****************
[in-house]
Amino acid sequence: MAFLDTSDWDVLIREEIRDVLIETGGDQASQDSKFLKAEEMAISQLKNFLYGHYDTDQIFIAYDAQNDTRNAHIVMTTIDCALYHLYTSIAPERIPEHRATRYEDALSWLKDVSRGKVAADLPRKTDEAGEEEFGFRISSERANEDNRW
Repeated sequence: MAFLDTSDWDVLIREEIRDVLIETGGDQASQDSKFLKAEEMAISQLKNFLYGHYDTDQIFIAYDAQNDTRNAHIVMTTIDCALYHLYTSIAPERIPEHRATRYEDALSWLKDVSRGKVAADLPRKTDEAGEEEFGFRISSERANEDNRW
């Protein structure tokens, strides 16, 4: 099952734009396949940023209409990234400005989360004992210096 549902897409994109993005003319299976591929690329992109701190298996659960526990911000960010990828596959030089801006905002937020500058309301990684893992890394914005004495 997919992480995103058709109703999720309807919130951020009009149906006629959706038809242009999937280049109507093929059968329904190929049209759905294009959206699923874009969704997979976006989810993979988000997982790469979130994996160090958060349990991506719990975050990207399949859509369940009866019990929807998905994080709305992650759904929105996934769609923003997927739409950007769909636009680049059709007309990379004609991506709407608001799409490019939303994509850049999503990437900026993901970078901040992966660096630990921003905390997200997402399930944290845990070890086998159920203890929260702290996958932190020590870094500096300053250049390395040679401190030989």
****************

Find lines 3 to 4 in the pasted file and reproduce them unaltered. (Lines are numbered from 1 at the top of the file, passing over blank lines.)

Repeated sequence: MAFLDTSDWDVLIREEIRDVLIETGGDQASQDSKFLKAEEMAISQLKNFLYGHYDTDQIFIAYDAQNDTRNAHIVMTTIDCALYHLYTSIAPERIPEHRATRYEDALSWLKDVSRGKVAADLPRKTDEAGEEEFGFRISSERANEDNRW
């Protein structure tokens, strides 16, 4: 099952734009396949940023209409990234400005989360004992210096 549902897409994109993005003319299976591929690329992109701190298996659960526990911000960010990828596959030089801006905002937020500058309301990684893992890394914005004495 997919992480995103058709109703999720309807919130951020009009149906006629959706038809242009999937280049109507093929059968329904190929049209759905294009959206699923874009969704997979976006989810993979988000997982790469979130994996160090958060349990991506719990975050990207399949859509369940009866019990929807998905994080709305992650759904929105996934769609923003997927739409950007769909636009680049059709007309990379004609991506709407608001799409490019939303994509850049999503990437900026993901970078901040992966660096630990921003905390997200997402399930944290845990070890086998159920203890929260702290996958932190020590870094500096300053250049390395040679401190030989």